Thousands of trucks remain stranded at the Torkham border crossing, a critical point between Afghanistan and Pakistan, as reported Monday by Taliban officials. This follows the closure of border points due to a dispute over documentation requirements for commercial drivers.
Islamabad’s recent tightening of documentation for Afghan nationals, part of a broader crackdown on undocumented Afghans in Pakistan, has led to periodic closures of the crossings in recent months.
The Torkham crossing, vital for trade, was shut to commercial vehicles Friday night, leaving about 3,000 trucks marooned on both sides of the border, said Khan Jan Alakozai, co-chairman of the Pakistan-Afghanistan Joint Chamber of Commerce and Industry, to AFP.
“This closure is causing not only financial losses to traders but also a spike in market prices, particularly for perishable food items,” Alakozai added.
The cause of the closure is a point of contention between the two countries, with both sides attributing blame to the other.
For three consecutive days, the Torkham crossing has barred cars and transit containers, leading to significant losses for merchants and drivers. Many reported rotting vegetables and fruits, underlining the severe economic impact of the political tensions.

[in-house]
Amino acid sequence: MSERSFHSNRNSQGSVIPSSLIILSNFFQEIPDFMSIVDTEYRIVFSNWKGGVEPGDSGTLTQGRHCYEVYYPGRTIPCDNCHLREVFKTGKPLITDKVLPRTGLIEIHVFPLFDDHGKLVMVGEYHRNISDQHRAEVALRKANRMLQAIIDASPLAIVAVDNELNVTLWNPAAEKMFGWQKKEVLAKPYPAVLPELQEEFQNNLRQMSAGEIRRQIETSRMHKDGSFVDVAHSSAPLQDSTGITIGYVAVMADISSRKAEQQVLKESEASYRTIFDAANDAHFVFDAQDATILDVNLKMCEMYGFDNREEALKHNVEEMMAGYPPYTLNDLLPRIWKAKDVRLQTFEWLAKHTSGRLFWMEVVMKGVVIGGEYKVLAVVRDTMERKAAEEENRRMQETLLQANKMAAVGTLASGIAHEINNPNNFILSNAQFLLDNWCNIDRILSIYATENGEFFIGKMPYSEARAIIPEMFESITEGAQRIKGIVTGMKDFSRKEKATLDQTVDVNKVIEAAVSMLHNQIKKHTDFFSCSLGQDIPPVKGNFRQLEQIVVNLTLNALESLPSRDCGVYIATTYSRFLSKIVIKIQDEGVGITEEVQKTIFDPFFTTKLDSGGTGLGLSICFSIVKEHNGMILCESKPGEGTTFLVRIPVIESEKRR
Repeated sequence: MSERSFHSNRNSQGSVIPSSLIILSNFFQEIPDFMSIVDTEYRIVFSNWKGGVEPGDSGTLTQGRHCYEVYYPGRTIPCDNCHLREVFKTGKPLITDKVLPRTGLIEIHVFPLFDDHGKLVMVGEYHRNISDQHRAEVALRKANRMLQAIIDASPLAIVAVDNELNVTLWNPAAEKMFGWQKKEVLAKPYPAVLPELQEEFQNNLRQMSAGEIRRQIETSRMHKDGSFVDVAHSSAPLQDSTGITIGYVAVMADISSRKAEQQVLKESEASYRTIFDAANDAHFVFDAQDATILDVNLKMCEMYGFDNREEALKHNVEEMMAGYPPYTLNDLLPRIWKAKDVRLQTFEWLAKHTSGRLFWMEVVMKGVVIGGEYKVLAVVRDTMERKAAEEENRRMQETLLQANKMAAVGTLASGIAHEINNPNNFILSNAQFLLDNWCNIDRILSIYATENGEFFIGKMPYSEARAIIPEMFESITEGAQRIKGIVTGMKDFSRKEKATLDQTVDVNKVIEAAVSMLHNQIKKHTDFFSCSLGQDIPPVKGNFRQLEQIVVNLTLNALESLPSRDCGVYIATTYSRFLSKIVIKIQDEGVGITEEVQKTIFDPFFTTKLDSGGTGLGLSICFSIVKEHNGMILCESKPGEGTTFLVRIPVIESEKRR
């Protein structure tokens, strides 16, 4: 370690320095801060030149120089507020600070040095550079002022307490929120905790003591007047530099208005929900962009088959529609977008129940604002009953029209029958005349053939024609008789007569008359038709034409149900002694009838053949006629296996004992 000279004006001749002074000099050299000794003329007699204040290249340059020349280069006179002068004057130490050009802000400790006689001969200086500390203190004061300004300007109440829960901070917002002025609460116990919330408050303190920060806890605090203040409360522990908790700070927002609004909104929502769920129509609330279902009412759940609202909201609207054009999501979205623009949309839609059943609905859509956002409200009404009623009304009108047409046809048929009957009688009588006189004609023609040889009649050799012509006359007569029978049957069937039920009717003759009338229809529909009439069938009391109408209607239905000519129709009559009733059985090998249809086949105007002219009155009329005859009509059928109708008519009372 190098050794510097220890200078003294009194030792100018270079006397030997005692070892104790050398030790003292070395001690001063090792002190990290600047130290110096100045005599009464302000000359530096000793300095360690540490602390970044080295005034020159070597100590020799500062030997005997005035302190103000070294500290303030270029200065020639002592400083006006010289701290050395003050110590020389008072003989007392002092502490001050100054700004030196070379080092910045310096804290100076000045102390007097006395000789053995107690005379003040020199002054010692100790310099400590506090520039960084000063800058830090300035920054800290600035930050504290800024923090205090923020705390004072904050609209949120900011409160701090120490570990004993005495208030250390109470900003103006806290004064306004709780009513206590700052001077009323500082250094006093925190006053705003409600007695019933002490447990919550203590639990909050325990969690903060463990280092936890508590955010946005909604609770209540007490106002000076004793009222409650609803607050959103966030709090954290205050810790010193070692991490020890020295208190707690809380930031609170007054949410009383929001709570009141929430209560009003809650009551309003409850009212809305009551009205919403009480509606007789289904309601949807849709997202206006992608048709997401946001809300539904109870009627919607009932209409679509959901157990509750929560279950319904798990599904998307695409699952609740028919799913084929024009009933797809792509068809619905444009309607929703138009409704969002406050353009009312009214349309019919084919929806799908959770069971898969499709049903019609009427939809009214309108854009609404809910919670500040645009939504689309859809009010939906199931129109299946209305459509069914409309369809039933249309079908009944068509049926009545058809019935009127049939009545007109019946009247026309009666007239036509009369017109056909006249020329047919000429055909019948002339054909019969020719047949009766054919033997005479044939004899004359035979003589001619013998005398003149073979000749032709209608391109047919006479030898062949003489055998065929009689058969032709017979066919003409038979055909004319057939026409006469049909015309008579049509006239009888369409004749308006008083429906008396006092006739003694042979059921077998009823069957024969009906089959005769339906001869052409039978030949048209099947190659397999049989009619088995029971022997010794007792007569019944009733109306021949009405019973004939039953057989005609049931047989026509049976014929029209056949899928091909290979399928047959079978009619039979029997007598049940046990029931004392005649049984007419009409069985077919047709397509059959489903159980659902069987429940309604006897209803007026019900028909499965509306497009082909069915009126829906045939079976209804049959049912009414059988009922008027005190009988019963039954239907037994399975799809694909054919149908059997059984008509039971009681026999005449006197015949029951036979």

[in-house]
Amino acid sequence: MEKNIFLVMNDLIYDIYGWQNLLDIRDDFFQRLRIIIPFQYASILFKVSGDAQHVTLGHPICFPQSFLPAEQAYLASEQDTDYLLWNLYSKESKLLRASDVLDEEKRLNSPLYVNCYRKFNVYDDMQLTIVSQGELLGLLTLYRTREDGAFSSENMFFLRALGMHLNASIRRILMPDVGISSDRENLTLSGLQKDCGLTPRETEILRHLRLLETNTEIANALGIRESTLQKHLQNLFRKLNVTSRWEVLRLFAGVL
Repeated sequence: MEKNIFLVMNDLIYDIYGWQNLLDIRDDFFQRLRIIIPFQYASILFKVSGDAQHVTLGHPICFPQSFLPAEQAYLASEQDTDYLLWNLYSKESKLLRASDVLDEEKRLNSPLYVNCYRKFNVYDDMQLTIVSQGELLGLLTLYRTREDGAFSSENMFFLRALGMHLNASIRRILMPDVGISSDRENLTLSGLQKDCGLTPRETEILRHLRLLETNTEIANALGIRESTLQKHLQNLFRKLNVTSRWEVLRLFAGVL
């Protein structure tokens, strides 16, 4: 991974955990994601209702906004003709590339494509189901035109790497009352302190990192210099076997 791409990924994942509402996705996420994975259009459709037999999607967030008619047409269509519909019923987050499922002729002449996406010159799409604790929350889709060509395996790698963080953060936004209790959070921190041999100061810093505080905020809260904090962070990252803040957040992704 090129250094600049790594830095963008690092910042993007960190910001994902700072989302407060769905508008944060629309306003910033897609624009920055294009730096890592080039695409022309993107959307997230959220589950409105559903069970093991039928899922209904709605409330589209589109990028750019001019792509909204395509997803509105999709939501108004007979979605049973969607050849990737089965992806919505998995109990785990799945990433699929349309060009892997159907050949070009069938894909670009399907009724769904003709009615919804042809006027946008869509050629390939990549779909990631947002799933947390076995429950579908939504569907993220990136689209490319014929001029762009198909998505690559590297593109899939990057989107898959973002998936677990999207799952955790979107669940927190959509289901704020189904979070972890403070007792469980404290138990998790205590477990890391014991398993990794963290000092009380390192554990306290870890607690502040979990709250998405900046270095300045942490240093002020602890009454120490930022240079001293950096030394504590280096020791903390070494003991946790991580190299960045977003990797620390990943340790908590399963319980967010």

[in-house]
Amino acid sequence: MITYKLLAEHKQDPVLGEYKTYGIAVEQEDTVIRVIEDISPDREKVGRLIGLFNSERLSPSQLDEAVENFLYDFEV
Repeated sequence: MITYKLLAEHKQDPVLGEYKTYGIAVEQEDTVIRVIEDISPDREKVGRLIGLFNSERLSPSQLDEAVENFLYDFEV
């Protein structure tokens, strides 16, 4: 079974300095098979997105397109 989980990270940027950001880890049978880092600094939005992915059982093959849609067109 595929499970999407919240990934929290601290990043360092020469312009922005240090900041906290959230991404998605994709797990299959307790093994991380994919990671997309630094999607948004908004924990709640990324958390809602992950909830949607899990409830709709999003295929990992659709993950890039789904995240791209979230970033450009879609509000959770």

Pakistan’s recent policy to deny entry to drivers without passports has exacerbated the situation, leaving hundreds of vehicles immobilized.
Drivers, including Abdul Samad and Abdul Jabbar, expressed frustration and appealed for human rights intervention.
Abdul Rahim Bazargan from Afghanistan urged Pakistan to separate politics from business matters, highlighting the widespread impact on civilians and traders.
On Pakistan’s side of the crossing, drivers face harsh conditions, struggling with cold weather and dwindling supplies.
Nasir Ahmad, a veteran driver on this route, stressed that the policies of both countries should not adversely affect their livelihoods.
The Afghanistan-Pakistan Joint Chamber of Commerce reports that 800 to 900 vehicles and containers are stalled on both sides following the crossing’s closure.
Drivers now await the reopening of the gate, hoping for a resolution to the political challenges between Pakistan and Afghanistan.